SciPost Submission Page
Semi-local Bounds on Null Energy in QFT
by Jackson R. Fliss, Ben Freivogel
This Submission thread is now published as
|Authors (as registered SciPost users):||Jackson Fliss|
|Preprint Link:||scipost_202109_00032v2 (pdf)|
|Date submitted:||2021-12-06 22:30|
|Submitted by:||Fliss, Jackson|
|Submitted to:||SciPost Physics|
We investigate whether the null energy, averaged over some region of space- time, is bounded below in QFT. First, we use light-sheet quantization to prove a version of the “Smeared Null Energy Condition” (SNEC) proposed in , applicable for free and super-renormalizable QFT’s equipped with a UV cut- off. Through an explicit construction of squeezed states, we show that the SNEC bound cannot be improved by smearing on a light-sheet alone. We propose that smearing the null energy over two null directions defines an op- erator that is bounded below and independent of the UV cutoff, in what we call the “Double-Smeared Null Energy Condition,” or DSNEC. We indicate schematically how this bound behaves with respect to the smearing lengths and argue that the DSNEC displays a transition when the smearing lengths are comparable to the correlation length.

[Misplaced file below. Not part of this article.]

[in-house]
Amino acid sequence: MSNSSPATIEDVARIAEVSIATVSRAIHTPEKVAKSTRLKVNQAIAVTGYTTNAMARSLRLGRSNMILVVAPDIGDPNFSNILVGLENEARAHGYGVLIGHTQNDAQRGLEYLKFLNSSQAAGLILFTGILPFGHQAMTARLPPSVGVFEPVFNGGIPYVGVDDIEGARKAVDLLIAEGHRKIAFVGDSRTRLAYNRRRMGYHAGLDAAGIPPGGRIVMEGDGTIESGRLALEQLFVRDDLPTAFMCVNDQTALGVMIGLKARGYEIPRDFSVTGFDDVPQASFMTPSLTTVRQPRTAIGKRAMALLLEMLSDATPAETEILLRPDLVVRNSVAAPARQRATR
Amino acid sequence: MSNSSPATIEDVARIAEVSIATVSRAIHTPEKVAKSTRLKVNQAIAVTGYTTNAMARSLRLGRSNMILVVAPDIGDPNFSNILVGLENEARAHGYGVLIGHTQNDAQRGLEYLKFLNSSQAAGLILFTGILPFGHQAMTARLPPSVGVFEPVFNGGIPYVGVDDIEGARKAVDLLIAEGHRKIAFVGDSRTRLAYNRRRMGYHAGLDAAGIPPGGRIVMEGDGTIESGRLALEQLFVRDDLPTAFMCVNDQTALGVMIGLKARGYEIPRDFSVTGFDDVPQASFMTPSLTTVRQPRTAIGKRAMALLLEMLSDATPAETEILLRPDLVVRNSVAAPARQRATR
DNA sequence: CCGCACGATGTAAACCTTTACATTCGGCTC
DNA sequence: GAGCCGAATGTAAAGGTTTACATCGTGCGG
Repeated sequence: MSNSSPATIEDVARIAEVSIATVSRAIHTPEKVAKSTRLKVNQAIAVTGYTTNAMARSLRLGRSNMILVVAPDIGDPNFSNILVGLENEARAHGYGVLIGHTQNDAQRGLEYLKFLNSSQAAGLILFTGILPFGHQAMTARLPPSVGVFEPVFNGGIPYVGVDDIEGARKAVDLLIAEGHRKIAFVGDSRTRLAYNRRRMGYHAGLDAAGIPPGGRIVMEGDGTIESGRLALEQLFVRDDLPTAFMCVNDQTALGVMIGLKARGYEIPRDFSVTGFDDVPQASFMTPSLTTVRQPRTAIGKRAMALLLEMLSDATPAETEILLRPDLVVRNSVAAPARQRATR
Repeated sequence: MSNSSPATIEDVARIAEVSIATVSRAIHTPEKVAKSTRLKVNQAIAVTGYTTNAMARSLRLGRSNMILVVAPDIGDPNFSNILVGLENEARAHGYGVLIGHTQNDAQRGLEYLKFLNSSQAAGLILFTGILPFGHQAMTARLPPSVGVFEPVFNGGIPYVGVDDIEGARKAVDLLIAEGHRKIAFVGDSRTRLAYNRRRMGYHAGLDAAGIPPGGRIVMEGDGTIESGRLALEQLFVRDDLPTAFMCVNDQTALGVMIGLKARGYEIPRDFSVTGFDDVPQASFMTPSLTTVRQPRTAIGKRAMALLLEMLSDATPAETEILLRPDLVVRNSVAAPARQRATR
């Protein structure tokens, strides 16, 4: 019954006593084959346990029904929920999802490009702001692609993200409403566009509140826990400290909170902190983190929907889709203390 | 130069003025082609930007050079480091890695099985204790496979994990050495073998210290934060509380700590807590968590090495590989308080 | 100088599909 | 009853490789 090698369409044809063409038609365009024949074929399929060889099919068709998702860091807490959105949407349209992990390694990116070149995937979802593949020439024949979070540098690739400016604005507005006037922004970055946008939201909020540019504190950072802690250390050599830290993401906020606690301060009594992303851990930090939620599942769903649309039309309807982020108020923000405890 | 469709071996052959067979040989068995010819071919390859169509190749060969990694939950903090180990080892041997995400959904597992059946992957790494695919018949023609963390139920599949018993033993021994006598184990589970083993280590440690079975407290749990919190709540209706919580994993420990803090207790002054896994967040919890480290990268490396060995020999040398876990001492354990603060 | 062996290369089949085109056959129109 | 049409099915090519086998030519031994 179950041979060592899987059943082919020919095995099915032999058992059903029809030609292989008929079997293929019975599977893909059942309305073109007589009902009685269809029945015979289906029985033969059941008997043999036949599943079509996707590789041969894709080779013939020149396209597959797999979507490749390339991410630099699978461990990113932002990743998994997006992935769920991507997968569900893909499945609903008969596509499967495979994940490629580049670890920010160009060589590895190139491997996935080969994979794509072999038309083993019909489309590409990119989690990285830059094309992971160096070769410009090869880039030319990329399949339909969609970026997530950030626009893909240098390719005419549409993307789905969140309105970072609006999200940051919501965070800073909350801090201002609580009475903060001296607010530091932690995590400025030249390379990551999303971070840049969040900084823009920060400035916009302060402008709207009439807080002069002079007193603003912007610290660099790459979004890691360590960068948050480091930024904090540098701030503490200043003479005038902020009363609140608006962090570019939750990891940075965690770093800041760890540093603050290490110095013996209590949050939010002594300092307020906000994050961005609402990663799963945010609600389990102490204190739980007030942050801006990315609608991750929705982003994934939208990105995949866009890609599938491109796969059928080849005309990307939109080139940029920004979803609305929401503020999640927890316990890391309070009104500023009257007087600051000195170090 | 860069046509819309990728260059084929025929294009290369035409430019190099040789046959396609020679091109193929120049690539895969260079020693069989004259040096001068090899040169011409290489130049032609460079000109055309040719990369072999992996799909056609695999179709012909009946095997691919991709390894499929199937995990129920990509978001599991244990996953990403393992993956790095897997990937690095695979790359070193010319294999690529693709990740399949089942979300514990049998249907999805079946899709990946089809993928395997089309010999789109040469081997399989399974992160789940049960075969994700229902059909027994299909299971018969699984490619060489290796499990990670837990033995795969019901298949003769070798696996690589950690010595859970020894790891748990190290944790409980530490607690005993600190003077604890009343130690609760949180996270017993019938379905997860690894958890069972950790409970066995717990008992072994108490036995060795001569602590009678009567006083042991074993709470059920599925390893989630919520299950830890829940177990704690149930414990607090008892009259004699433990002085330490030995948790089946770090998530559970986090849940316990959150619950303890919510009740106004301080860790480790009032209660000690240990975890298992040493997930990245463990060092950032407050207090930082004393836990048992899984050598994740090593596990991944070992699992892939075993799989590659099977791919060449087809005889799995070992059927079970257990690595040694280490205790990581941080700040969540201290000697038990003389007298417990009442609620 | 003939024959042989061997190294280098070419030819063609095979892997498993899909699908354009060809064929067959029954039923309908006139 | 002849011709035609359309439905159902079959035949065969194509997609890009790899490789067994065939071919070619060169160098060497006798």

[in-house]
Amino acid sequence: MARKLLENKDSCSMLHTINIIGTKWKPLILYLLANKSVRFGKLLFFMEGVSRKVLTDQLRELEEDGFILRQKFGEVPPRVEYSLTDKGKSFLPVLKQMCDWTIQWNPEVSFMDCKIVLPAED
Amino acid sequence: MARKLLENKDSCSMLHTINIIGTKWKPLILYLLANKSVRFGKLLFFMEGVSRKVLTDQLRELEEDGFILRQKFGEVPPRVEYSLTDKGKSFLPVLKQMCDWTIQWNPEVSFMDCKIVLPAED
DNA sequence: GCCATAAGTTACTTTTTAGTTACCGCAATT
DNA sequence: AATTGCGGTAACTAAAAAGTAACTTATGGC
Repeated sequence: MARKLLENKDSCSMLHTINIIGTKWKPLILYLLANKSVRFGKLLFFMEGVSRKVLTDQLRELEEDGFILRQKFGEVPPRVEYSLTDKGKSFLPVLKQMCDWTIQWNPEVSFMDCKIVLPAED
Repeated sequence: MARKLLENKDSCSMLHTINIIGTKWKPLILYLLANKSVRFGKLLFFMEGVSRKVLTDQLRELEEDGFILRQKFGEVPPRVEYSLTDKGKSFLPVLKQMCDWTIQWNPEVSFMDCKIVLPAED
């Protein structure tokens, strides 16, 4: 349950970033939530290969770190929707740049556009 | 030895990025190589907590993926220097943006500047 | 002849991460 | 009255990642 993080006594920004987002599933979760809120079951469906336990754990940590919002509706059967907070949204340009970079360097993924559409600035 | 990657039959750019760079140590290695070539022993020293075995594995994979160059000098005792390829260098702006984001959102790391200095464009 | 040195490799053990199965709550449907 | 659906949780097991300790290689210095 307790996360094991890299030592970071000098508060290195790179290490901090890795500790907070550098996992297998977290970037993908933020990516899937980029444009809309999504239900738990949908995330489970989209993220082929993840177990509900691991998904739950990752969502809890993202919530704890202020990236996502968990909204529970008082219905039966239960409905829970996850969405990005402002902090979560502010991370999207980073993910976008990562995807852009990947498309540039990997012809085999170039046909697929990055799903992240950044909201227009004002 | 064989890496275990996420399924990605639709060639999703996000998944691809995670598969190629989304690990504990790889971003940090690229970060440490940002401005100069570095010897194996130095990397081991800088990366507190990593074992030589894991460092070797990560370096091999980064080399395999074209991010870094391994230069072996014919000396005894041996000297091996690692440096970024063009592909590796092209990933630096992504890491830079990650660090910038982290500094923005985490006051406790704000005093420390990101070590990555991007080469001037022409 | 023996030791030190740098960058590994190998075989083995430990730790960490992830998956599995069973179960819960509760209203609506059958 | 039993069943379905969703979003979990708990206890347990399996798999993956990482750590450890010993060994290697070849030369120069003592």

Published as SciPost Phys. 12, 084 (2022)
Author comments upon resubmission
We hope that this submission better clarifies the novelty and utility of our results as well appropriately distinguishes our SNEC result from its original context, as requested by the referee.
-J.R. Fliss, B. Freivogel
List of changes
1) Added remarks to paragraph below equation (3) in the Introduction to distinguish the SNEC result from the SNEC originally proposed in the context of semi-classical gravity. Added remark in the same paragraph on how this result gives credence to the original SNEC and added a reference.
2) Expanded the first paragraph of the Discussion to remark on the utility of the SNEC result in the context of effective field theories and to elaborate on the relation of the result to the original SNEC.
3) Added paragraph to Discussion (third paragraph) emphasizing the novelty of the proposed DSNEC compared to known worldline inequalities.